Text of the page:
Egypt’s Sisi was among the very first world leaders to congratulate Trump on his win. The two men met in New York in September and afterwards Trump called Sisi “a fantastic guy.” Throughout the campaign he has advocated the use of torture, and now Arab liberals and democrats worry that the US will care even less about issues such as human rights and corruption in the region. “We would like to have US support for political process that was designed and led by the Americans,” said Shirouk al-Bayachi, a liberal member of Iraq’s parliament. “Actually we are not sure at all what he will do, and it’s crucial for Iraq to have an American role.”
But Trump has already expressed reluctance to criticize autocratic governments in the Middle East. He praised and defended Recep Tayyip Erdogan after the Turkish president arrested and fired tens of thousands of Turks following the failed July 15 coup attempt. “I think it’s very hard for us to get involved in other countries when we don’t know what we are doing and we can’t see straight in our own country,” he told the New York Times in July when asked about the crackdown.
In the waning years of the Obama administration, the White House did little but issue press releases whenever a Middle East autocrat jailed a journalist or opposition politician. But some say that at least provided a small measure of hope for the region’s embattled democracy advocates. “Suddenly the US is going to not care about human rights and domestic politics,” said Hokayem. “Now it’s going to drop the human rights pretensions.”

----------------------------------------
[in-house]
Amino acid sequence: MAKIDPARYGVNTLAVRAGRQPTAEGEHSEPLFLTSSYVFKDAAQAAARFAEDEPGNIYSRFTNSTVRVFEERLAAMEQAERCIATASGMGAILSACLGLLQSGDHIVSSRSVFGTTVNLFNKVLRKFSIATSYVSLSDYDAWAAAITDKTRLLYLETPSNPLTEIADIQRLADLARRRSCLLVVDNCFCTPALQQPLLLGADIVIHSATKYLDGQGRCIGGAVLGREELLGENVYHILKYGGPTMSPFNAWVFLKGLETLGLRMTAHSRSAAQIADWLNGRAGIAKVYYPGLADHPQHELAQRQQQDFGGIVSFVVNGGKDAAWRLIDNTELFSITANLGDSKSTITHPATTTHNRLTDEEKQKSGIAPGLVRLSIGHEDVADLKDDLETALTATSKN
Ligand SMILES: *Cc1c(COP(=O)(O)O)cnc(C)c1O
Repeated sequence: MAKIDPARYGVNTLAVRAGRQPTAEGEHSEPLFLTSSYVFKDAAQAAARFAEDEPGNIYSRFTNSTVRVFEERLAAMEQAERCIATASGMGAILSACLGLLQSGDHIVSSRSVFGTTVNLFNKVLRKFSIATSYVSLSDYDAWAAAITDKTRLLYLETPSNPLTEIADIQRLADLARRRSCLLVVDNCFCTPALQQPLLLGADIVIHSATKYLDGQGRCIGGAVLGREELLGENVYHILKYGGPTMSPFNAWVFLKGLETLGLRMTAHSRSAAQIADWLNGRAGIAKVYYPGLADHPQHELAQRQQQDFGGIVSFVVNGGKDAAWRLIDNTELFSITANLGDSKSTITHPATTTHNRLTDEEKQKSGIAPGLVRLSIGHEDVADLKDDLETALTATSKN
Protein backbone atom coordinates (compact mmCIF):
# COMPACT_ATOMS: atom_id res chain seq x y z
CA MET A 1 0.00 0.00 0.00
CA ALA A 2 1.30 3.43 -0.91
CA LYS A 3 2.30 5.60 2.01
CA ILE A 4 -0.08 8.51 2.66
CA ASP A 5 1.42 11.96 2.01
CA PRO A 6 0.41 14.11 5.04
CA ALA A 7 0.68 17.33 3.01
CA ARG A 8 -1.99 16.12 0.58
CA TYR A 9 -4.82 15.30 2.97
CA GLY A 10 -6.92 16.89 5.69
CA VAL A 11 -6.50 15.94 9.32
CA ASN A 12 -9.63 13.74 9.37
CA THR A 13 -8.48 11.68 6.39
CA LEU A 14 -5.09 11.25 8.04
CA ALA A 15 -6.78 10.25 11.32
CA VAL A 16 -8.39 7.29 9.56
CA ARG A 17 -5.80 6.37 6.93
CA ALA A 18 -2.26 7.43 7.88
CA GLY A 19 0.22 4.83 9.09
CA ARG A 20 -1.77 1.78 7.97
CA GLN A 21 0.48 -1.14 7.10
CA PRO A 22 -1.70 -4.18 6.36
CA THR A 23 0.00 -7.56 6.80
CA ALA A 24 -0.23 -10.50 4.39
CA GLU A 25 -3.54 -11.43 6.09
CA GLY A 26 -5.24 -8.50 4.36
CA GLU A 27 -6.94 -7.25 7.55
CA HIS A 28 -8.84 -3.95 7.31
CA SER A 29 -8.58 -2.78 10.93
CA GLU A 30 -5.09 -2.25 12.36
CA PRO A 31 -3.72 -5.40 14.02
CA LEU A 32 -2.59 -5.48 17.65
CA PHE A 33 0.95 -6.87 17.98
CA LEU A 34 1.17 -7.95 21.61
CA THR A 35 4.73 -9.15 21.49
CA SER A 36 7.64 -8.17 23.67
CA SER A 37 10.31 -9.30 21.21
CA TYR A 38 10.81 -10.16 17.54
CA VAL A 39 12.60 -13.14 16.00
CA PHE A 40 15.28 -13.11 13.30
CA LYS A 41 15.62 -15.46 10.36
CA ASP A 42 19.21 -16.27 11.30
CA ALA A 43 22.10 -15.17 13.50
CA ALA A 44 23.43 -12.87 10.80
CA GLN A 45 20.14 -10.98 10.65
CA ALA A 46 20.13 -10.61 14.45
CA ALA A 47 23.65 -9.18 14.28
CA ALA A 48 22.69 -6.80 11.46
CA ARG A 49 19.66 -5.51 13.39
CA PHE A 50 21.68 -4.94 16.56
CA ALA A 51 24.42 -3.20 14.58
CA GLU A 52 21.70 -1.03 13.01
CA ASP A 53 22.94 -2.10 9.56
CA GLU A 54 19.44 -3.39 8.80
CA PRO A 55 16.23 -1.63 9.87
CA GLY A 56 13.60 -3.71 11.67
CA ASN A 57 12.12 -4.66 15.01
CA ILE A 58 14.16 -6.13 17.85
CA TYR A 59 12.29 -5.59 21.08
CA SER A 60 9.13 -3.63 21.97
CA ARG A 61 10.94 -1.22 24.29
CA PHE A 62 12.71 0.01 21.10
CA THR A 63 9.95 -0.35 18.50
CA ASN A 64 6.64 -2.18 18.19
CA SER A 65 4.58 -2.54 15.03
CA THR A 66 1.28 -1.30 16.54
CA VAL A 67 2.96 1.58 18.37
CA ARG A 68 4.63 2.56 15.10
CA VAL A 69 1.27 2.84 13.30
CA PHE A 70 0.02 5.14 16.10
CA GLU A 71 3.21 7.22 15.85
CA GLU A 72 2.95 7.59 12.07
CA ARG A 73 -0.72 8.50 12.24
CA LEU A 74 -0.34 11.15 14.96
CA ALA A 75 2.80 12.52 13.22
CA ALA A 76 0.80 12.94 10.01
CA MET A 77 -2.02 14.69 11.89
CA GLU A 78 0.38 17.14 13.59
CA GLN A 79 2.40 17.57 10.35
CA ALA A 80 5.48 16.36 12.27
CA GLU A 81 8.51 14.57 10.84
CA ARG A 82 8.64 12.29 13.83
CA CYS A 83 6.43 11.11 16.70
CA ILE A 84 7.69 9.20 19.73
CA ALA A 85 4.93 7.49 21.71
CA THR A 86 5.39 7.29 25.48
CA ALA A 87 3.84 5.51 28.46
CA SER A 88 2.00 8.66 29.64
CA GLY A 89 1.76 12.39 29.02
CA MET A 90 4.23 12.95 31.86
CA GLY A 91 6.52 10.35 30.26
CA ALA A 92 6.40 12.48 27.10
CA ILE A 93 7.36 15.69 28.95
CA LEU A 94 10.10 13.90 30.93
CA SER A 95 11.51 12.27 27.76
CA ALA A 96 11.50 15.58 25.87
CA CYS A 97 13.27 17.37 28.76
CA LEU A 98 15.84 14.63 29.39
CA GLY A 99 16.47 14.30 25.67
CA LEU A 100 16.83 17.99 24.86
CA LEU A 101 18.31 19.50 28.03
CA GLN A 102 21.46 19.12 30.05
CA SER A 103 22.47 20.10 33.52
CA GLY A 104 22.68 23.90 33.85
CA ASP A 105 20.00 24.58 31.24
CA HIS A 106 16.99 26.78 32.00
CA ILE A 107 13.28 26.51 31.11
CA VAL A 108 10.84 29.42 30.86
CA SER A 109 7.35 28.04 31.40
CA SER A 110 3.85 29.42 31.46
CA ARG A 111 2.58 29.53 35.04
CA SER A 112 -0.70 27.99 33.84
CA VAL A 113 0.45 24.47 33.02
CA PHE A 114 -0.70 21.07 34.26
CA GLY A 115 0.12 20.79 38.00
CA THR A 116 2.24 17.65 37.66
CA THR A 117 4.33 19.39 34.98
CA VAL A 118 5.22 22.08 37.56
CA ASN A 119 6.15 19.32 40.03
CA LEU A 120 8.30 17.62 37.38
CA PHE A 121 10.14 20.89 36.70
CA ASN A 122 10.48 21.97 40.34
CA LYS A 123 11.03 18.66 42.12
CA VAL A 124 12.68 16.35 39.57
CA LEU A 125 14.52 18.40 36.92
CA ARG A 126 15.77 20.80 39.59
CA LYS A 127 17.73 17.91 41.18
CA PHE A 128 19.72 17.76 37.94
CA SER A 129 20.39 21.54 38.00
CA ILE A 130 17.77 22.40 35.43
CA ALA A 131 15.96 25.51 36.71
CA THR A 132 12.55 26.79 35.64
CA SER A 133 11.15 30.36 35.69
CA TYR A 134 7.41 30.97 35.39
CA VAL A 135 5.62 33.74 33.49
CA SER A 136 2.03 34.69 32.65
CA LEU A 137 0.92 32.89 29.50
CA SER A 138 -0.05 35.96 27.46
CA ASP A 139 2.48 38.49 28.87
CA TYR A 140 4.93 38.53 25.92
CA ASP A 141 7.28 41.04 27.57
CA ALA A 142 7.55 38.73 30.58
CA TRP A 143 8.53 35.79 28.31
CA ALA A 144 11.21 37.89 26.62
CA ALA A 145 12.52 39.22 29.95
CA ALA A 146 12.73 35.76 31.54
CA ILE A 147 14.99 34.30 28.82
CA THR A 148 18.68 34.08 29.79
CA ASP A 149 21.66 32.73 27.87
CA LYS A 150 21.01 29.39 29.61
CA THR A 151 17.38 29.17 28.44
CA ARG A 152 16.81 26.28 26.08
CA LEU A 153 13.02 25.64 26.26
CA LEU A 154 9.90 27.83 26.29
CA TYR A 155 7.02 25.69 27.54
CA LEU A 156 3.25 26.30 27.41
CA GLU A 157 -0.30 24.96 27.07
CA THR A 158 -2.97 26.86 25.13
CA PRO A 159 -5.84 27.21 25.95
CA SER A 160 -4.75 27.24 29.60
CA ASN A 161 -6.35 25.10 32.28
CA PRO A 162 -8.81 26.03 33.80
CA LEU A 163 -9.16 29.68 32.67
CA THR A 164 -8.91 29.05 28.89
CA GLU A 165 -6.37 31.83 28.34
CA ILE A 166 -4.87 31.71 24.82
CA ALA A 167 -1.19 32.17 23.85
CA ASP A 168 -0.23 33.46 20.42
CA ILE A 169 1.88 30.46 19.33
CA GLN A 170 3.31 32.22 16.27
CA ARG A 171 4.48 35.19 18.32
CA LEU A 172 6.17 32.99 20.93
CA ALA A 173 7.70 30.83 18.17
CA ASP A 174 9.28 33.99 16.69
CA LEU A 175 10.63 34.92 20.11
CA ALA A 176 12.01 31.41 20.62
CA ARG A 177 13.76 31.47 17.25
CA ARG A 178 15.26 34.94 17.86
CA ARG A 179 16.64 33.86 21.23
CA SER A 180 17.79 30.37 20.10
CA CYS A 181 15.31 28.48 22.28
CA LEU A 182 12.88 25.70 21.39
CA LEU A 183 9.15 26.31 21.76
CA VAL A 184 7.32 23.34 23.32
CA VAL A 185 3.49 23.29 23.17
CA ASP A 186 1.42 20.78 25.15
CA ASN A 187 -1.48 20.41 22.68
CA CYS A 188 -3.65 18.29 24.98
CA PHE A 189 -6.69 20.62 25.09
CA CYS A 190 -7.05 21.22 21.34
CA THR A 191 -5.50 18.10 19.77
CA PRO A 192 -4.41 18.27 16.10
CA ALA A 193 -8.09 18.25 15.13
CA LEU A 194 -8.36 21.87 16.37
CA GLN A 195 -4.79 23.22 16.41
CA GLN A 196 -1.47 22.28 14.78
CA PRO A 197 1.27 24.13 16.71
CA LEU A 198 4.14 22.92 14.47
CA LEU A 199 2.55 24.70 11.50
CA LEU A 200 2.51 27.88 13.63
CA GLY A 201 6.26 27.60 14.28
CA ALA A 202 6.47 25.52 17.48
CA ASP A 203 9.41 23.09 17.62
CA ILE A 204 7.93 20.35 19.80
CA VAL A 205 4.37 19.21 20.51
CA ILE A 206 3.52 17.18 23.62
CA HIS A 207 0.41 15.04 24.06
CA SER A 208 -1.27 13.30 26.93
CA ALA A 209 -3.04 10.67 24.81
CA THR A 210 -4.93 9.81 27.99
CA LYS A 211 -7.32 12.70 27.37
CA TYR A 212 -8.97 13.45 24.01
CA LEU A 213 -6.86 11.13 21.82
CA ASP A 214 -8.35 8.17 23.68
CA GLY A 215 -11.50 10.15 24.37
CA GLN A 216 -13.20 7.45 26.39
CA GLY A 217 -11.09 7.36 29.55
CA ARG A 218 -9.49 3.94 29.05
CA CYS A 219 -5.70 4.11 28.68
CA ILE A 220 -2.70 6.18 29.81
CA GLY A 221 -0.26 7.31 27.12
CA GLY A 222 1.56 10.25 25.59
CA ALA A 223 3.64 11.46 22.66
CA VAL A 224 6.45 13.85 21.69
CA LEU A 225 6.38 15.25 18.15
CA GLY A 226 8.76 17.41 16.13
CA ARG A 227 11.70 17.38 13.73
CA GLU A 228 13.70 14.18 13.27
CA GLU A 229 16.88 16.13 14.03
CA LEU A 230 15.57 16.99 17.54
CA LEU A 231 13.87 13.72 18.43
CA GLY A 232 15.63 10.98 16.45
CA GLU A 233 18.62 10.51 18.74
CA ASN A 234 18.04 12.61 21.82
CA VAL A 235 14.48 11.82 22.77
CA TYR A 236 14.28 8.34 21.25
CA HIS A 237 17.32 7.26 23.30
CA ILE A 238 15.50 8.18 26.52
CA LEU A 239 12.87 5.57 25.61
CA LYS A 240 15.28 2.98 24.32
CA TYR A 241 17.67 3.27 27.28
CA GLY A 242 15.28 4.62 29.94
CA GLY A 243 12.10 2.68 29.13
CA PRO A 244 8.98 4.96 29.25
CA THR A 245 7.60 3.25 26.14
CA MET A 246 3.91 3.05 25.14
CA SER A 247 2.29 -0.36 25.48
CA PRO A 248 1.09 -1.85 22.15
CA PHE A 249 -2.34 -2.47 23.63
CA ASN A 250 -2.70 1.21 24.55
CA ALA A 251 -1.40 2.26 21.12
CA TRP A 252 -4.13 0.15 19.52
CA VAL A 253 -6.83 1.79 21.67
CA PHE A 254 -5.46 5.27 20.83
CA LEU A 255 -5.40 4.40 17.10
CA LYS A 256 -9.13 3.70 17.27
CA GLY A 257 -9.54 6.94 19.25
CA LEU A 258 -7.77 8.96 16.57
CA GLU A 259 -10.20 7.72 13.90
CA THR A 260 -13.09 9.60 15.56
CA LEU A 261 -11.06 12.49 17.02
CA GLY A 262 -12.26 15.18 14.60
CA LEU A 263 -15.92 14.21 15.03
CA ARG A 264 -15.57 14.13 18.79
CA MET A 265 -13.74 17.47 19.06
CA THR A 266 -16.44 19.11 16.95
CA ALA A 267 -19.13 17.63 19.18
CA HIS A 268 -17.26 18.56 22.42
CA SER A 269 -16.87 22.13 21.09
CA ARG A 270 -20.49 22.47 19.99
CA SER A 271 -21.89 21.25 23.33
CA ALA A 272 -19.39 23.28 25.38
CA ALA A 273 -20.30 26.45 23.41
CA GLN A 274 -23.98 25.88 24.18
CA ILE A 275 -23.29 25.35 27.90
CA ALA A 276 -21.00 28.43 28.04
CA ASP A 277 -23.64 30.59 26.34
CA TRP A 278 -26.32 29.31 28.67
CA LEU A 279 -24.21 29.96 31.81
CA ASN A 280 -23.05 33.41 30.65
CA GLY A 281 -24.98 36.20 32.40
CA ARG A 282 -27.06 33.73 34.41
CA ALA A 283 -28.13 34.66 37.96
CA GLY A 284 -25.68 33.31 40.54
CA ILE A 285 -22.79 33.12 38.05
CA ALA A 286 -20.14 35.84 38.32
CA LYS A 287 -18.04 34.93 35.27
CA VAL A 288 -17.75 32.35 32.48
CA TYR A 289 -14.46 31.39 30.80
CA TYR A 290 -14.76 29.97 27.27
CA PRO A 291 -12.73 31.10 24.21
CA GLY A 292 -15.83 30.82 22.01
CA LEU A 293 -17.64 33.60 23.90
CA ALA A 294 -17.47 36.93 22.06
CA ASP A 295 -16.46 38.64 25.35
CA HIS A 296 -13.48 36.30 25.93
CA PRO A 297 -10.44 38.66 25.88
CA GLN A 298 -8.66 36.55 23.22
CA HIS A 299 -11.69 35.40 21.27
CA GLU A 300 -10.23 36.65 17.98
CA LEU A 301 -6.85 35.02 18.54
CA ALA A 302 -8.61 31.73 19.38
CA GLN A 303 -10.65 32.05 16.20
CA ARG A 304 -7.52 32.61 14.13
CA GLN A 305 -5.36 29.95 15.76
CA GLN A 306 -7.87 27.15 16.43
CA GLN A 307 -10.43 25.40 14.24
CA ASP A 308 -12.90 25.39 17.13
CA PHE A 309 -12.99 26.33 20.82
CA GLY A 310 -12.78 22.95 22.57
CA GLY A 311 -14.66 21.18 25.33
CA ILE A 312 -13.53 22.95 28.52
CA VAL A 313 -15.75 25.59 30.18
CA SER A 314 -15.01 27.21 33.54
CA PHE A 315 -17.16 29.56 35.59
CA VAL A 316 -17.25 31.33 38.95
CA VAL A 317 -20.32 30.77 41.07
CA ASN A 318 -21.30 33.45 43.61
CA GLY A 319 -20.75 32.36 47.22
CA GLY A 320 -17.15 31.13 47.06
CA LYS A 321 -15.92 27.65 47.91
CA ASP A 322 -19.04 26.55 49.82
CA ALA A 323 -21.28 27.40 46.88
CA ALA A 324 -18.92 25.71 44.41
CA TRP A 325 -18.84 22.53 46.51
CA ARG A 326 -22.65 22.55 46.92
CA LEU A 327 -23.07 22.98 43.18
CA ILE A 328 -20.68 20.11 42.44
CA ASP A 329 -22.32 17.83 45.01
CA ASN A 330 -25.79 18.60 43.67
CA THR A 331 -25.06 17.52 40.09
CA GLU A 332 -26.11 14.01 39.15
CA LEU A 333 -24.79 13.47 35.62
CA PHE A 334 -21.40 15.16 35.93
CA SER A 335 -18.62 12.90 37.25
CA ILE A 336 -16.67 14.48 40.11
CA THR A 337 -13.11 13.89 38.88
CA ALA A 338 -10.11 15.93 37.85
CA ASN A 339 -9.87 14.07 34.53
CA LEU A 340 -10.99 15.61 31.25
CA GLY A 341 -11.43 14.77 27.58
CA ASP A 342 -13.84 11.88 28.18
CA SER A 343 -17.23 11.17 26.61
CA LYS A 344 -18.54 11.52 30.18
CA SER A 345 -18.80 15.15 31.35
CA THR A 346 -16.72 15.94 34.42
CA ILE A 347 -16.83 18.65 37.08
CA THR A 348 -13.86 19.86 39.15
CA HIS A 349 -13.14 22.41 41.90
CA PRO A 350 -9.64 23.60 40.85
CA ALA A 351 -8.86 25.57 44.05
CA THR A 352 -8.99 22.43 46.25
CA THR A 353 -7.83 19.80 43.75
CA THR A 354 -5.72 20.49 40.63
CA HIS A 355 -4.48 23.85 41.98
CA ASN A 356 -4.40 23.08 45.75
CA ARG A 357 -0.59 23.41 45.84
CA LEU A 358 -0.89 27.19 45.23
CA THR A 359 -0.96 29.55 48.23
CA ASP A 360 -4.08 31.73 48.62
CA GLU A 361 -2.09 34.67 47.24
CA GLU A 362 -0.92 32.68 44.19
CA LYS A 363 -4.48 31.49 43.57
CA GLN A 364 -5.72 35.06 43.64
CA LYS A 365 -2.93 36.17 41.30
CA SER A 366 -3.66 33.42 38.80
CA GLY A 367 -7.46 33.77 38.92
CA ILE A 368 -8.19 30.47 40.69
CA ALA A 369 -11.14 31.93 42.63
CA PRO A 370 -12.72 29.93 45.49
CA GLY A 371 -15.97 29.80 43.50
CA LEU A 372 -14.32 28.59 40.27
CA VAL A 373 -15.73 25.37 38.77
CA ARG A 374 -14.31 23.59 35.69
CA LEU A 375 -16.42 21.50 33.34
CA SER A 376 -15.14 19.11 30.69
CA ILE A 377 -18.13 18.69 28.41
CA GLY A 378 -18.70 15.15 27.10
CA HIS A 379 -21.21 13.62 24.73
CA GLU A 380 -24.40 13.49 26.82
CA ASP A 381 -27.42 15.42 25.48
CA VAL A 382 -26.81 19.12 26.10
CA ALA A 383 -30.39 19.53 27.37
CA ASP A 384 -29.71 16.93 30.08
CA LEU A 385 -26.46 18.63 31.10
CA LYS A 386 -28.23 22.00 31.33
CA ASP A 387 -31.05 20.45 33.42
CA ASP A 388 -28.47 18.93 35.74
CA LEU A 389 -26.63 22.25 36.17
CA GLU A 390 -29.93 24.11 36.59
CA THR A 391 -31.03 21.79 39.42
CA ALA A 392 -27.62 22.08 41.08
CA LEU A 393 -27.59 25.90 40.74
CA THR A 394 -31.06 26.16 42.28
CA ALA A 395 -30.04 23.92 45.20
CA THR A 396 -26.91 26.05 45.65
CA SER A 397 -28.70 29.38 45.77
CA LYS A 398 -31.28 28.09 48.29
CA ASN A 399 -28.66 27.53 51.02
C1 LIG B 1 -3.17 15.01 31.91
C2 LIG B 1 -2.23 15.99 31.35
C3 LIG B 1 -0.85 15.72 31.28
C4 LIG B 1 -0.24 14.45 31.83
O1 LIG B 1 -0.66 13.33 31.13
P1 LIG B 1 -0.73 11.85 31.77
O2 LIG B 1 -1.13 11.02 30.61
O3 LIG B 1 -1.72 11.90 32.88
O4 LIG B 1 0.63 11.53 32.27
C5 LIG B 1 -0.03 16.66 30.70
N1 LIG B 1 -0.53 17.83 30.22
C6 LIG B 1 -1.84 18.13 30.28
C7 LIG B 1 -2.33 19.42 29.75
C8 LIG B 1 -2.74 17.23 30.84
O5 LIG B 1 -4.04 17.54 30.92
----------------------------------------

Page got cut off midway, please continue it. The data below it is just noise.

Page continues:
Trump’s victory will likely embolden the region’s populists and demagogues, reinforcing their belief that they are on the right side of history.
“The followers of Erdogan and his Justice and Development Party would like to play up the idea that liberal Hollywood opinion-makers failed,” said Yusel Taksin, a political science professor at Istanbul’s Marmara University. “They would like to use Trump’s victory as an example of the silenced people speaking out.”
During the Republican Party primaries, Trump argued he would be a more even-handed umpire in the conflict between Israelis and Palestinians than previous US presidents. But despite garnering the support of known anti-Semites and evidence emerging that he or his campaign were visiting anti-Semitic websites, he managed to win the implicit support of Israel’s Prime Minister Benjamin Netanyahu. Trump and his surrogates have argued for Israeli annexation of the West Bank and recognition of Jerusalem as the capital of Israel, policies that would favor Israel far more than even past Republican administrations.
With the presidency and majorities in Congress, Trump could easily push through such radical policy changes. Yet some wonder whether he would. For one thing, he and his advisers’ positions on Israel have been all over the map. For another, making such moves might be too costly. George W. Bush signed a bill recognizing Jerusalem as capital of Israel, but held off on implementing for fear it would create more problems than it would solve.